Cocaine-induced sensitization and glutamate plasticity in the nucleus accumbens core: effects of sex
Biology of Sex Differences volume 14, Article number: 41 (2023)
The development and persistence of addiction is mediated in part by drug-induced alterations in nucleus accumbens (NAc) function. AMPA-type glutamate receptors (AMPARs) provide the main source of excitatory drive to the NAc and enhancements in transmission of calcium-permeable AMPARs (CP-AMPARs) mediate increased cue-triggered drug-seeking following prolonged withdrawal. Cocaine treatment regimens that result in psychomotor sensitization enhance subsequent drug-seeking and drug-taking behaviors. Furthermore, cocaine-induced locomotor sensitization followed by 14 days of withdrawal results in an increase in glutamatergic synaptic transmission. However, very few studies have examined cocaine-induced alterations in synaptic transmission of females or potential effects of experimenter-administered cocaine on NAc CP-AMPAR-mediated transmission in either sex.
Male and female rats were given repeated systemic cocaine injections to induce psychomotor sensitization (15 mg/kg, i.p. 1 injection/day, 8 days). Controls received repeated saline (1 mL/kg, i.p). After 14–16 days of withdrawal brain slices were prepared and whole-cell patch-clamp approaches in the NAc core were used to measure spontaneous excitatory post-synaptic currents (sEPSC), paired pulse ratio, and CP-AMPAR transmission. Additional female rats from this same cohort were also given a challenge injection of cocaine at withdrawal day 14 to assess the expression of sensitization.
Repeated cocaine produced psychomotor sensitization in both sexes. In males this was accompanied by an increase in sEPSC frequency, but not amplitude, and there was no effect on the paired pulse ratio. Males treated with cocaine and saline had similar sensitivity to Naspm. In contrast, in females there were no significant differences between cocaine and saline groups on any measure, despite females showing robust psychomotor sensitization both during the induction and expression phase.
Overall, these data reveal striking sex differences in cocaine-induced NAc glutamate plasticity that accompany the induction of psychomotor sensitization. This suggests that the neural adaptations that contribute to sensitization vary by sex.
Plain language summary
Females are more vulnerable to substance use disorder than males. However, preclinical studies in females are lacking, particularly in regard to the function of neural regions that mediate reward and motivation such as the nucleus accumbens (NAc). Cocaine-induced changes in excitatory transmission within the NAc play important roles in cocaine-seeking and addiction, but are under-studied in females. Here we found that cocaine treatment enhances NAc excitatory transmission in males, but has no effects on this aspect of NAc function in females. The neural processes underlying addiction may vary according to gonadal sex.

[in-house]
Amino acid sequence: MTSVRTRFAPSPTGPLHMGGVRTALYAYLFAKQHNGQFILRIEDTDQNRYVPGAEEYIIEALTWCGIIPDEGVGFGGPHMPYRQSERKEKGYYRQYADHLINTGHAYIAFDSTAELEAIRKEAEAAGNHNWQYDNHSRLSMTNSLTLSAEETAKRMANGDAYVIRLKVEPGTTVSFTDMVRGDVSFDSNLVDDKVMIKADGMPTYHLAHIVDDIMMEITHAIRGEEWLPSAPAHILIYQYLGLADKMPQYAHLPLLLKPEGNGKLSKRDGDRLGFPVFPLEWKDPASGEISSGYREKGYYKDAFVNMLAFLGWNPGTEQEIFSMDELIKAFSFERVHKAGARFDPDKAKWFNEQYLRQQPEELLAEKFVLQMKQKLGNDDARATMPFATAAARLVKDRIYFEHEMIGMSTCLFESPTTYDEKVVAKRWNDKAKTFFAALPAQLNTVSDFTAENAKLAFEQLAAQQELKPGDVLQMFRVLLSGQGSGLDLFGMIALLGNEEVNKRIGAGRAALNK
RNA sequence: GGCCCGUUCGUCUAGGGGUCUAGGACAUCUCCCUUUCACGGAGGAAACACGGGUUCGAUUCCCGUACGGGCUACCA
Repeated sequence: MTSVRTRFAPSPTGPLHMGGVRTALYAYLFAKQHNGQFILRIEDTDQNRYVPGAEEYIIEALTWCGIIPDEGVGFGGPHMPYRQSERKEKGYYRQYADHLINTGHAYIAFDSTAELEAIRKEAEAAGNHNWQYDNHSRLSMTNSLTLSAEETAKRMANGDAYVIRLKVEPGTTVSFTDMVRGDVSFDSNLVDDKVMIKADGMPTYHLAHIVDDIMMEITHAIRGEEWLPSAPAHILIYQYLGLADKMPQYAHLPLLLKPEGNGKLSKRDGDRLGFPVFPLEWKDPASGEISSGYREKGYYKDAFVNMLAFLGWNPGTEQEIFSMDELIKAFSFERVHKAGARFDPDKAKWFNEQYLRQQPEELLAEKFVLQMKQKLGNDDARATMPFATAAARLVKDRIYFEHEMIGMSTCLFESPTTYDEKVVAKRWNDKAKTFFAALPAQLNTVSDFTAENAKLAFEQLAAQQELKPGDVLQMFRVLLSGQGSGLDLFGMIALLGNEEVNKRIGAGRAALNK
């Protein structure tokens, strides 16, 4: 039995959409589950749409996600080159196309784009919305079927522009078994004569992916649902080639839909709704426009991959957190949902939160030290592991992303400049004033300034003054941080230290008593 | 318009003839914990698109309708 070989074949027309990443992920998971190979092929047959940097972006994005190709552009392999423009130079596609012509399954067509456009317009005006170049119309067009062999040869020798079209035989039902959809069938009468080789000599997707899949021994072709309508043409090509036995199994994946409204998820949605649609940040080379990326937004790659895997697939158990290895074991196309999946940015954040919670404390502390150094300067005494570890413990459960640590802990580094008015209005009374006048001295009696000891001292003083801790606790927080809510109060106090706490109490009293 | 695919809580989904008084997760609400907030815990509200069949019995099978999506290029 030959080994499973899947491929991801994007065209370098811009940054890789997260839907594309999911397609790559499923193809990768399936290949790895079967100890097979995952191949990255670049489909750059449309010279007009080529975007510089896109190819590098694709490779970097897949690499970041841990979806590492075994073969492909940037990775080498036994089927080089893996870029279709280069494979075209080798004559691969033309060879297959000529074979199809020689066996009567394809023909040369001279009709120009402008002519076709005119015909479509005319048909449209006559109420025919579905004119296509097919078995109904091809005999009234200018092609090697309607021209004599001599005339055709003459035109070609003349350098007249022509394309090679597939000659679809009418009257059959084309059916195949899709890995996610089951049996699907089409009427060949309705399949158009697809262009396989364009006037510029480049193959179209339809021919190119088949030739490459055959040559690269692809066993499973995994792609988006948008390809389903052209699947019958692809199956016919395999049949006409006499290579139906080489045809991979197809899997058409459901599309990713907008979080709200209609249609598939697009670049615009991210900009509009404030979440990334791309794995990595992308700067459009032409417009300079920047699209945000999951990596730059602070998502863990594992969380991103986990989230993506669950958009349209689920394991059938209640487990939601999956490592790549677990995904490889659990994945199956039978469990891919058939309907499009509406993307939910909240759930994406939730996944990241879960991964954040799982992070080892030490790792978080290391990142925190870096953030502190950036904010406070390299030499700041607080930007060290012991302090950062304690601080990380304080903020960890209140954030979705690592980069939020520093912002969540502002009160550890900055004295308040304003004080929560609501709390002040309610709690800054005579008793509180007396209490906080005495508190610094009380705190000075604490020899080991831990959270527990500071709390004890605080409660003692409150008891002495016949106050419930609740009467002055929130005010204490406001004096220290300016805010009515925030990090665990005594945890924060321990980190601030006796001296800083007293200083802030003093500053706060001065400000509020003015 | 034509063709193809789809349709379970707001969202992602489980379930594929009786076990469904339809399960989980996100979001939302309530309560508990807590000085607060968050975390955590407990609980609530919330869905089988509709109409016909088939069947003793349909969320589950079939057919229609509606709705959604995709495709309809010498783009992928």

Females transition to addiction more quickly than males.
Neuroadaptations in the NAc that accompany psychomotor sensitization underlie behavioral features of drug addiction.
Cocaine-induced alterations in NAc core glutamate transmission contribute to drug-seeking behaviors, but cocaine-induced plasticity in this region has not been thoroughly examined in females.
Despite showing robust psychomotor sensitization, cocaine did not alter NAc core glutamate transmission in female rats, but did enhance NAc synaptic transmission in males.
Sex differences are reported both in the pattern of drug-taking behavior and the development of substance use disorders . For example, in humans, females transition to addiction more rapidly [2, 3] and report stronger withdrawal effects than males [4-6]. Parallel sex differences have been established in rodent models where female rats acquire cocaine self-administration at a faster rate [7, 8], show a greater magnitude of escalation of cocaine intake , and display a higher motivation to obtain cocaine after withdrawal than males [10, 11]. These behavioral studies support the idea that the induction and expression of drug-induced alterations in brain function that underlie addiction vary with gonadal sex [12, 13]. Specifically, estradiol enhances both the acute locomotor effects of cocaine [14, 15] and psychomotor sensitization in females [16, 17]. In contrast, male castration enhances locomotor activity after a single injection, but locomotor sensitization requires testosterone .